My wife claims I live on adrenaline. That’s her word for describing my pace on deadline-crazed days. She also thinks adrenaline is the prime accelerant in my larger excitement for life. Most people feel an adrenaline rush when in the presence of a real or perceived threat. My surges of adrenaline seem most acute when I’m feeling joy and happiness.
I don’t know the science of it all, but my adrenaline pump appears to ratchet up on weekends. On Sundays, I’m feverishly retrieving names from memory and busily sorting through stories, ailments, and exhilarations of the different people I meet. I try to be in the right place at the right time with the right spirit. Doing that hundreds of times a weekend is mentally exhausting. But it’s a thrill.
Greeting people before and after worship is a love of mine. Those brief exchanges may be my only engagement with certain individuals for weeks on end. It’s precious time. Sometimes I speak soft words of gratitude. “Thanks for being a part of the day,” I may say. “It’s really great to see you!”
A critic could ask why I, as pastor, would be thanking people for coming to worship. Worship is a voluntary experience, last I checked. Participants come because they want to, not because they’re doing the pastor some favor. If I believed they were coming for my sake, it would suggest a weird understanding of ministry and a warped sense of personal identity.
So why the gratitude? Well, these people are part of the deep joy of the day. Their presence affects me personally. Even if they’re passing through as guests who may never return, we still get to feel the bonds of affection. Their eyes are honest. Their hearts are warm. They’ve sung and prayed. They’ve deliberately hit the pause button on life, stopping to honor God. Had they not shown up, our whole congregational experience would have been different. Deficient. Less whole. On this day, they lent a particular shape to the community, which will never again replicate itself in identical fashion. For that, I’m grateful.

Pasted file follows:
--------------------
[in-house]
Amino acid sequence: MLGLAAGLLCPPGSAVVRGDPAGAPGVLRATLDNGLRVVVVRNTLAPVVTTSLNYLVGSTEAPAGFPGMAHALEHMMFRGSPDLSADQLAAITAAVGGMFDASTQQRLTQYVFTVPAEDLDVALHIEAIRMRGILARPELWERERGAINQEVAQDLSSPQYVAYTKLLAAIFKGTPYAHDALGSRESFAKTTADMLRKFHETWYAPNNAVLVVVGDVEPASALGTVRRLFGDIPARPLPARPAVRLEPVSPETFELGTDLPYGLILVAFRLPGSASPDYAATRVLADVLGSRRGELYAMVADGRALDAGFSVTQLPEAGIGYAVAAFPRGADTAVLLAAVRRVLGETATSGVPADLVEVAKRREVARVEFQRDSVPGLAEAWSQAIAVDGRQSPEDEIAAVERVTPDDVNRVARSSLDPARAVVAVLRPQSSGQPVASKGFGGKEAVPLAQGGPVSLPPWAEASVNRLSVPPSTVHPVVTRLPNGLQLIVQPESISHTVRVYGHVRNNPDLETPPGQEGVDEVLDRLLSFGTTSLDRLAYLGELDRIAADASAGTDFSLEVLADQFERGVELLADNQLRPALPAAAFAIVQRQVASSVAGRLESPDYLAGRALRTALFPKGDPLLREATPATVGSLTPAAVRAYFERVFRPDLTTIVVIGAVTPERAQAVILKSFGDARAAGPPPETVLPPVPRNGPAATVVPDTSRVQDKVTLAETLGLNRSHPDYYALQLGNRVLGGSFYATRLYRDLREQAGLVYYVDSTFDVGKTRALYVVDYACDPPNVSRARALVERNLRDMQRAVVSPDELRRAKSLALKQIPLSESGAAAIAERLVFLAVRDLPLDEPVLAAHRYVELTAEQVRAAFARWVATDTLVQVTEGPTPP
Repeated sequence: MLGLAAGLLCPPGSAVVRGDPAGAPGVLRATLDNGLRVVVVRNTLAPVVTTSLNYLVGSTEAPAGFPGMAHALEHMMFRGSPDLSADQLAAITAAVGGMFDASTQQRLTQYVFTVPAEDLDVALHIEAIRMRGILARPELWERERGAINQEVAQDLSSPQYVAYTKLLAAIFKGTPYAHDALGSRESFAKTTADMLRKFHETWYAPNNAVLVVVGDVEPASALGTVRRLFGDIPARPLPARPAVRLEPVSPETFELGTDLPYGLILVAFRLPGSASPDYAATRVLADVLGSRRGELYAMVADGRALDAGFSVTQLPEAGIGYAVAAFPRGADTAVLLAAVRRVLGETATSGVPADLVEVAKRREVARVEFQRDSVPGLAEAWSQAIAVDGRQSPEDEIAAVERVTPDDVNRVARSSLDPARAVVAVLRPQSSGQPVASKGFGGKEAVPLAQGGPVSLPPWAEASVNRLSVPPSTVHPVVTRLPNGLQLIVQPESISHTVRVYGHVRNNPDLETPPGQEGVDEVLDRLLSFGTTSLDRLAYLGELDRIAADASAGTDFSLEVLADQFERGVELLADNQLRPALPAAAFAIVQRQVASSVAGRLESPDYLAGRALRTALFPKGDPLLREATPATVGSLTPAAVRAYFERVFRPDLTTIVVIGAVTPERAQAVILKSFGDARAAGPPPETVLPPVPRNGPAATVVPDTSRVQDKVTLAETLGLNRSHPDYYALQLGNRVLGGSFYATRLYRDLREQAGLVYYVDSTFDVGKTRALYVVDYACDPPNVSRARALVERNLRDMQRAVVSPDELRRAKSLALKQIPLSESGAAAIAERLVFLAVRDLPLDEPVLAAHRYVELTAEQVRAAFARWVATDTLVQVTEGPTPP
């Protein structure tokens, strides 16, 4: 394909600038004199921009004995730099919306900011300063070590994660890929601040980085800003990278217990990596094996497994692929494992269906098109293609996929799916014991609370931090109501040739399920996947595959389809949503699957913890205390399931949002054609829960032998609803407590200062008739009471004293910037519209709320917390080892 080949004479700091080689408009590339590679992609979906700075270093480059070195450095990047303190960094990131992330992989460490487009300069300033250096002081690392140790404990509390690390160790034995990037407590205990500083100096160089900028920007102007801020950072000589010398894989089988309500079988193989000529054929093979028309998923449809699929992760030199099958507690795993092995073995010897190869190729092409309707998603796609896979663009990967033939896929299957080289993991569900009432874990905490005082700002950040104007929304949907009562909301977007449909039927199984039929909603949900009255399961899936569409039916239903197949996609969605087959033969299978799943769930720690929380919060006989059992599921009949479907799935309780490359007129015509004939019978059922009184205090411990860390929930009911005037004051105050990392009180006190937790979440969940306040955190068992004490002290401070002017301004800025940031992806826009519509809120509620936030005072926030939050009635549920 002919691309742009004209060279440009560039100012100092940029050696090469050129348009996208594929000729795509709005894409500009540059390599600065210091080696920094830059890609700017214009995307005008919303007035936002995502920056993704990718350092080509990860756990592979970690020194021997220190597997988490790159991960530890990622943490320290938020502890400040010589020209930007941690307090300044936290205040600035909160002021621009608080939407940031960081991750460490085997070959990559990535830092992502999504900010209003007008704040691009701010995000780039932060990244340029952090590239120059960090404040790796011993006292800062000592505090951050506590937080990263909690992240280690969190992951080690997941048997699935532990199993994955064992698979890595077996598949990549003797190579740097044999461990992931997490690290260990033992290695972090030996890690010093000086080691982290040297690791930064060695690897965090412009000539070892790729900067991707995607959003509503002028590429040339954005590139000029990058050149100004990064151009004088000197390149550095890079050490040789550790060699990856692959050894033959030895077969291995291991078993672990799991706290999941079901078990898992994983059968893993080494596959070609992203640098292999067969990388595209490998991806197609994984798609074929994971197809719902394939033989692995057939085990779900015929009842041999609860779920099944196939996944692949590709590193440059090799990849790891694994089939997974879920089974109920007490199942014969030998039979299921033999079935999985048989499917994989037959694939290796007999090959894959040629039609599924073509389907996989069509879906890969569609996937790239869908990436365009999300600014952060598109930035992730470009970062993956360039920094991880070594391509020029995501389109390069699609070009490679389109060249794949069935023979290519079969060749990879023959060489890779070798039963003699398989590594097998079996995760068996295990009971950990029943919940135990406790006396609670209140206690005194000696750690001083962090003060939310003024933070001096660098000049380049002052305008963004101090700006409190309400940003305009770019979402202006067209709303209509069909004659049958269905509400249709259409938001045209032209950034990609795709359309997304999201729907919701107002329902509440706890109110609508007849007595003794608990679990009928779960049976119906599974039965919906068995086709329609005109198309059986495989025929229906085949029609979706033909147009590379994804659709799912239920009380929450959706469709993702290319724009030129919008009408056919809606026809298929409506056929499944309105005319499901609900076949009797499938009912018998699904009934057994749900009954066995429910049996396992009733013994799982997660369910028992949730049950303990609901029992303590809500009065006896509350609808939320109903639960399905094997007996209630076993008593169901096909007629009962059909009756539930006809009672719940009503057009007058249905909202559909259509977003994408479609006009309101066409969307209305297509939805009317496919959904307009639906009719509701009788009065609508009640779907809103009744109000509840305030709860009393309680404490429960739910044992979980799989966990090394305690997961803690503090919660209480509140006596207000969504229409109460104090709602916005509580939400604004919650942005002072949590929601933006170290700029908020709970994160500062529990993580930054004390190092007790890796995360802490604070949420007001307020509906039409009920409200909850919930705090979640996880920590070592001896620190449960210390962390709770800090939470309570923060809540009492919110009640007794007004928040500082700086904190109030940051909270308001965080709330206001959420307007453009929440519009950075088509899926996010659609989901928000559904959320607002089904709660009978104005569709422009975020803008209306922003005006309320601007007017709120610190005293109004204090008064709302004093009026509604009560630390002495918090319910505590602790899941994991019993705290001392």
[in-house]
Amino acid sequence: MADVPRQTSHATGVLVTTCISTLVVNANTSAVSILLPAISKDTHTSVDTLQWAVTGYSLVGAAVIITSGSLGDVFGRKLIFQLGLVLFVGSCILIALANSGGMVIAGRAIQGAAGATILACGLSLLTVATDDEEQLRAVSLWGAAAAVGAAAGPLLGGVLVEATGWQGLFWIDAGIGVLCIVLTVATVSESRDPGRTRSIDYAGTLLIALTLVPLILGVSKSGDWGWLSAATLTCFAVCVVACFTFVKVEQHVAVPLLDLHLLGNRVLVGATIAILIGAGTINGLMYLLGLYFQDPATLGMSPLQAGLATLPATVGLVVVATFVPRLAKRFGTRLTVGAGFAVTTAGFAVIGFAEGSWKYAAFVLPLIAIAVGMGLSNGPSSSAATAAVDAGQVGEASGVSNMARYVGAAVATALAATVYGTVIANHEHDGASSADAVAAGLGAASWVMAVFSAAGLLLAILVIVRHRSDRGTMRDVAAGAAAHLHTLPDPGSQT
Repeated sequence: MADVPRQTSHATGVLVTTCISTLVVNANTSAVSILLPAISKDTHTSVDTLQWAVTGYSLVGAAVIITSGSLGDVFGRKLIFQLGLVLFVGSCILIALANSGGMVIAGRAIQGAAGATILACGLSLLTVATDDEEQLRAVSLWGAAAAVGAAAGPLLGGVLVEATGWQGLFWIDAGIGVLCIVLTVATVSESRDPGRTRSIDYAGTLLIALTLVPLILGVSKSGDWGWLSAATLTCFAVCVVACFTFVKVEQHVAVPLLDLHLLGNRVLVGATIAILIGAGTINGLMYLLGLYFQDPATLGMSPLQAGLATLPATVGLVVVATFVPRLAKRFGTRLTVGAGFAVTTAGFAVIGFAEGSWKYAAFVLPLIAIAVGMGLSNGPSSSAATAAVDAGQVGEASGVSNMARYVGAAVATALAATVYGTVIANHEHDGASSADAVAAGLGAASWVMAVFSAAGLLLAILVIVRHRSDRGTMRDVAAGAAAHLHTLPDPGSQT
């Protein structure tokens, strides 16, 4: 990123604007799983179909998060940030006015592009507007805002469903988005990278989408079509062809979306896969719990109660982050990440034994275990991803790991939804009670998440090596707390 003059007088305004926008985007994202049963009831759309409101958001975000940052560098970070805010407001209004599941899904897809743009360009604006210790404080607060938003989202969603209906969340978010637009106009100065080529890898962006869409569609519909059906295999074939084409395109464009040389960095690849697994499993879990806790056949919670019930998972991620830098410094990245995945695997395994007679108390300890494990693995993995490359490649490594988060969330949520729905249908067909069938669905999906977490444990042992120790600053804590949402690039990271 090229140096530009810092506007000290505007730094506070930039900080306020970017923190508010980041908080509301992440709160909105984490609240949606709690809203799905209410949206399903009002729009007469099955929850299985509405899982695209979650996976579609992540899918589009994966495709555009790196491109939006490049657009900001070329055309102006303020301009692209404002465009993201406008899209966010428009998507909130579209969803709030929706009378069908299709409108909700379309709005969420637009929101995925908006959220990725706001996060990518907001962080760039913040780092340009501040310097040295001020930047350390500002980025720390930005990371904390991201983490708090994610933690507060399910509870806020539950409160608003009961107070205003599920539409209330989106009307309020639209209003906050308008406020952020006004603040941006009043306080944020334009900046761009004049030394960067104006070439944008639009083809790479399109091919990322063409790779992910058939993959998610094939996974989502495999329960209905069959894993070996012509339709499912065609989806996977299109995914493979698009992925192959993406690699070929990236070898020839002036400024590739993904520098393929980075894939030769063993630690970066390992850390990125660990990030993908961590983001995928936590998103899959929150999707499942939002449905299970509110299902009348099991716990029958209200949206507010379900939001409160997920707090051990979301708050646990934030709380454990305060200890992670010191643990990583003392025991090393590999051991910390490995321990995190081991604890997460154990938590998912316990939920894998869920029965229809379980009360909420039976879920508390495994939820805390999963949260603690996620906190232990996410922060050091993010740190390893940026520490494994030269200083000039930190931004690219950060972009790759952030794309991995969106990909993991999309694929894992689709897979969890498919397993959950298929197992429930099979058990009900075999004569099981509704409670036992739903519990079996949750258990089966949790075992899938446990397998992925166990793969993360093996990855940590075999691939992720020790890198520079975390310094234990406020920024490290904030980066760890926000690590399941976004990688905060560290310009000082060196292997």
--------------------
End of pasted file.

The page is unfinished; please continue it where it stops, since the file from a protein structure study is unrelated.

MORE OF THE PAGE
In the New Testament, the word charis may be translated as thanks or grace. In effect, charis can define an act of either giving or receiving. When I say thanks to a worshiper, I don’t utter it because I think I’m returning something that is owed. There’s no ledger involved. The transaction is more about blessing than indebtedness. I feel lucky to be in the presence of that guest.
A host who throws a dinner party may thank everybody for coming. But her thank you is rarely connected with a sense of obligation to guests who happened to bring an appetizer or wine. Gratitude simply wells up in her heart because she’s moved that her friends brought such happiness and love together.
One of my mentors, Lewis Smedes, said that “gratitude is one of the finest feelings in life . . . nothing beats gratitude for sheer joy; it is, perhaps, the genesis of all other really good feelings in the human repertoire.” Anybody who ever got to witness Lew preaching or teaching saw what joy and gratitude did to him. They sent his adrenaline rushing.
A version of this article appears in the print edition under the title “Gratitude rush.”